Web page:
Bill
     
  11. RunGunIPSC

    RunGunIPSC TS Member

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    "willing"(Bill) has got it right. If we go to a shoot & want a certain Dram Eq. for speed,we accept these without question. So use these to measure your reloads. Shoot 3 new shells over your chrono that is closest to what you are trying to develop,then shoot 5 of yours,then 2-3 more new shells. Yes it is costly in new shells but soon you will have a feel for what looks right or not. I use an old Ohler Model 11 for shotshell.
     
  12. halfmile

    halfmile Well-Known Member

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    The modestly priced (though adequate for shotgunners) chronographs work fine. Just add 30 FPS to your readings.

    We have discussed this before here.

    HM
     
  13. BDodd

    BDodd TS Member

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    I have and have used the Oehler 35P for many years; originally bought to monitor pistol velocities for competition. Oehler states right in the instructions for the 35P that shot shells are the least accurate over a homeowner's chrono - they suggest reducing readings by anywhere from 3 to 5% if my memory hasn't totally escaped. The final opinion with many years of trying to ensure accuracy of results with shot shells was to use the same gun always, same barrel always, most open choke possible, try to have good weather, and use a factory shell as my base line to either be matched or to exceed or to be less than that base line. I pretty much ignored the numbers provided and just used the factory shells for my "target" velocity. During that time, I did determine that my 28" barrels on a M.32 Kgun with skeet tubes seemed to produce as close as any other combination to what is printed on factory boxes and that became my test gun. .....breakemall.....Bob Dodd
     
  14. W.P.T.

    W.P.T. TS Member

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    I look at the flap thats on the boxes when I open them and figure they are going to be close enough to that number being as I trust that the factory probably knows what they are doing ... If anyone ever challenges my shells they are challenging Remington, Federal, Rio, or Winchester in that order ... Thats what makes shooting new shells so nice, as long as they go boom and the target breaks is all that matters ... If there was an advantage to reloading all of the Top Guns would be shooting reloads, that you can bet on ... WPT ... (YAC) ...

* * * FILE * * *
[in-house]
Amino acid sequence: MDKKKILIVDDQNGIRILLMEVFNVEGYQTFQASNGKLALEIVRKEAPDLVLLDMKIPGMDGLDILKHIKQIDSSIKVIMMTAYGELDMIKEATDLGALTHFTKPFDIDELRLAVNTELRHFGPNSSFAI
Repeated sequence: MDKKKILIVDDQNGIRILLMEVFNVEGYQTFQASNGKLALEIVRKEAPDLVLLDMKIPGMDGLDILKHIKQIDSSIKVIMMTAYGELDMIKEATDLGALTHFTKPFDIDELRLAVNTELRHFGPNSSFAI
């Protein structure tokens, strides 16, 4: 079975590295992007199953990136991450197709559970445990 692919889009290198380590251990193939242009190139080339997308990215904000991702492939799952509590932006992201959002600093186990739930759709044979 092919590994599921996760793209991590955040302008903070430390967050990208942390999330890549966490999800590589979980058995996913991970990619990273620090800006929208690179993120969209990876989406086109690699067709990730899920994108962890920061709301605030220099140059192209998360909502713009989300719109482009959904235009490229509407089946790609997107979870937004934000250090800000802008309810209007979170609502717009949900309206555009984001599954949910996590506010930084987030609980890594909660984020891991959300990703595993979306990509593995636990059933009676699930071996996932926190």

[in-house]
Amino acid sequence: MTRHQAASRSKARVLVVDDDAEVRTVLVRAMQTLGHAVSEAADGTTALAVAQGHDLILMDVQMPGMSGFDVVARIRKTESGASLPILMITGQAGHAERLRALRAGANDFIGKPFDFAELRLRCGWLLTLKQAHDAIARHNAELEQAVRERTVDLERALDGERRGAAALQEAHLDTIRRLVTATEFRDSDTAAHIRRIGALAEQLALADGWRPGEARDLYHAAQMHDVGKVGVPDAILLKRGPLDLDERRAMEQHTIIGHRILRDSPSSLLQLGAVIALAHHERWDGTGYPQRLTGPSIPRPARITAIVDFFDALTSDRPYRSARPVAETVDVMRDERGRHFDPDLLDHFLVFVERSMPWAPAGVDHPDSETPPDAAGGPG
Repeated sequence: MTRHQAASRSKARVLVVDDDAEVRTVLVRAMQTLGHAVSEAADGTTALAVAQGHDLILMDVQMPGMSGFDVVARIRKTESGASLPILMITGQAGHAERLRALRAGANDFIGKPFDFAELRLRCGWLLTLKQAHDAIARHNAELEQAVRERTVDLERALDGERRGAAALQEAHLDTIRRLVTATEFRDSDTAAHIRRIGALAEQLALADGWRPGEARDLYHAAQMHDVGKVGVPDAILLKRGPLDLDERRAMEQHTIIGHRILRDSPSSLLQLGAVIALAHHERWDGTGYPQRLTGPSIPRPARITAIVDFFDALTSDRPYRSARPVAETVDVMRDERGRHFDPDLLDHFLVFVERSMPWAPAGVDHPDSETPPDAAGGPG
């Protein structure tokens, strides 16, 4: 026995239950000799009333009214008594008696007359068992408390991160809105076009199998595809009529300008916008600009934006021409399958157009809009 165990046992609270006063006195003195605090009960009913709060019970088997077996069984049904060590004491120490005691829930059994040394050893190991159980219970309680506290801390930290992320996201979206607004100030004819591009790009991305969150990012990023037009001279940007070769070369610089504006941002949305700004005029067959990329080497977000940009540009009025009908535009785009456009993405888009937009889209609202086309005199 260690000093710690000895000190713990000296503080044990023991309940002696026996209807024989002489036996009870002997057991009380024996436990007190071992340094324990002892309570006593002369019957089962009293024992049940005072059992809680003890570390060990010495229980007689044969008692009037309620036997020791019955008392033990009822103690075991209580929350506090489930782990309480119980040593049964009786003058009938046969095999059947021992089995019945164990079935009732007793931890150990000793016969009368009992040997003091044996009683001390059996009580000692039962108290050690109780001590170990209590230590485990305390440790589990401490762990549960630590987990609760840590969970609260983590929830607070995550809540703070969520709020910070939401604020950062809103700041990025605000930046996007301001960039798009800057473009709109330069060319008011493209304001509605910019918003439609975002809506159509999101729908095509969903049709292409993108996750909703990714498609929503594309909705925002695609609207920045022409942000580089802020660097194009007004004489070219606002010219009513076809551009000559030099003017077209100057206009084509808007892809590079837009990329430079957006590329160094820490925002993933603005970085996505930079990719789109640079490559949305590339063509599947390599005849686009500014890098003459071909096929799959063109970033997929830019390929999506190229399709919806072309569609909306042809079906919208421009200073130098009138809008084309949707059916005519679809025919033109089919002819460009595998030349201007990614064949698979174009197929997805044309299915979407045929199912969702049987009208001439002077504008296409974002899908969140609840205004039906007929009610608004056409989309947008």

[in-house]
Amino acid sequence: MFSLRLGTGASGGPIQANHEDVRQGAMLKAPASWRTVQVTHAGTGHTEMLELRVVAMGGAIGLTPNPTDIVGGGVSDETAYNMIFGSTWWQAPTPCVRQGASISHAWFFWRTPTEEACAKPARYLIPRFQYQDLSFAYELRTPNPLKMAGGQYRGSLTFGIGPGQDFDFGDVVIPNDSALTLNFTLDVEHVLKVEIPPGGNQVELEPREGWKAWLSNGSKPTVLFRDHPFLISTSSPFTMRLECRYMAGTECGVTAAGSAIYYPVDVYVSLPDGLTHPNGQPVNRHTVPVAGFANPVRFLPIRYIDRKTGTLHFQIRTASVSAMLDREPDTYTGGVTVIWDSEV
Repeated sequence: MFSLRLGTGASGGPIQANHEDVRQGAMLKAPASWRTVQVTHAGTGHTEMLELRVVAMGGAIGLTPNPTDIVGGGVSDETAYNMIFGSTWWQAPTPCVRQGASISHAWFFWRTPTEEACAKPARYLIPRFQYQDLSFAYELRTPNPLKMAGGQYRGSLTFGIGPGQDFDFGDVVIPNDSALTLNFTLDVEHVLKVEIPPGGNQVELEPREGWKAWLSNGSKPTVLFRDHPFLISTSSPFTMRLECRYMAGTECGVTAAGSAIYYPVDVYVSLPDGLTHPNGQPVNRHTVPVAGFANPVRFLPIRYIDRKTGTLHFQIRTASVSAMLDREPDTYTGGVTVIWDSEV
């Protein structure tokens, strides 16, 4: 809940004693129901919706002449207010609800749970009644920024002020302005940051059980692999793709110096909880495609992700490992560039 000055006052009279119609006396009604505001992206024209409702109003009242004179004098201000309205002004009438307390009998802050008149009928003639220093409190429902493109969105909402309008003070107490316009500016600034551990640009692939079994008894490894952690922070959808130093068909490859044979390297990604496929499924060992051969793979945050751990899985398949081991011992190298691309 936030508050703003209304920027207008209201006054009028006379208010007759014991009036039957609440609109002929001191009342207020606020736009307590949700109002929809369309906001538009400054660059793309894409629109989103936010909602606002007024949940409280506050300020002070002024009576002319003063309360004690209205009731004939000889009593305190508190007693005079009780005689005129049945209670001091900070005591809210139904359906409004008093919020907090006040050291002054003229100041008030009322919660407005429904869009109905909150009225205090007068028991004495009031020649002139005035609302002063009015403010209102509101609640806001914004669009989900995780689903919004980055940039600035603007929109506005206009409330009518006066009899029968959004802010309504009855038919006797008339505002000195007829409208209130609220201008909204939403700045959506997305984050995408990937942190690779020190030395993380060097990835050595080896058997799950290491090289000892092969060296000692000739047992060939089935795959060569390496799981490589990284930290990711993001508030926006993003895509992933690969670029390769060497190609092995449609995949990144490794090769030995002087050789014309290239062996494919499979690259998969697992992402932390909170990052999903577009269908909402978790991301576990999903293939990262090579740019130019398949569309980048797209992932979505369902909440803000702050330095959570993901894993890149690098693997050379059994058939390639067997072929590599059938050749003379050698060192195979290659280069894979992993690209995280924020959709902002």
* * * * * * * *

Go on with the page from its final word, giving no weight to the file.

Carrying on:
15. Neil Winston

    Neil Winston Well-Known Member

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    Yes, WPT.

    Neil
     
  16. phirel

    phirel TS Member

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    WPT- My experience with one of the factory shells you mentioned indicated that the actual velocity of the shells was not related to the velocity stamped on the box.

    Pat Ireland
     
  17. EE

    EE Banned User Banned

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    And that would be Rio.

    EE
     
  18. BunkerGuy

    BunkerGuy TS Member

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    Since the chronograph will turn different values depending on set up, including distance, I test fire factory Remington or Winchester STS or AA 2 3/4 dram 1 1/8 oz shells at the beginning of each session for a reference. Over the years, I've found this factory velocity is the most consistent -- unlike the "3 dram".

    If the Oheler 35P says the velocity is 1145'/s +/- 5 feet or so, I know I've got the setup right. . . This makes session to session results consistent. Except for temperatures.

    - - Bill
     
  19. W.P.T.

    W.P.T. TS Member

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    Pat,

    By my not checking the shells I figure they are close enough for piece work and thats one less thing I have to worry about ... What difference do you think it makes if a shell Chrono's at 1220 fps or 1290 really makes at the point of impact ..? I say not enough to matter ... WPT ... (YAC) ...
     
  20. AveragEd

    AveragEd Well-Known Member

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    The makers of the two chronographs I use advised me to DEDUCT 30 to 35 fps from the readings when clocking shotshells as the leading pellet is clocked, not the mass.

    I had something interesting happen yesterday that's kind of related to this topic. I'm doing a gun review on the new Remington 870 SuperSlug and wanted to shoot three shells each of eight different saboted slug loads over the chronograph while shooting 100-yard groups. Neither chronograph would register a speed and would either display an error for an object crossing the "start" photocell but not the "stop" photocell or vice-versa.

    Before going to the range, I had cut open one of each load to photograph the bullets and sabots. In found that they all had at least one "wad-like" object under the sabot - most had two, one fiber and one plastic or two plastic. I can only assume all those objects passing over the photocells confused the units. Our son and I even erected a 10'x10' canopy over the tripod in case the bright sunlight was the culprit.

    I'm waiting to hear back from the chronograph manufacturers but that's my theory on the cause. Both chronographs worked fine while testing loads in two centerfire rifles while the SuperSlug's barrel was cooling.

    Ed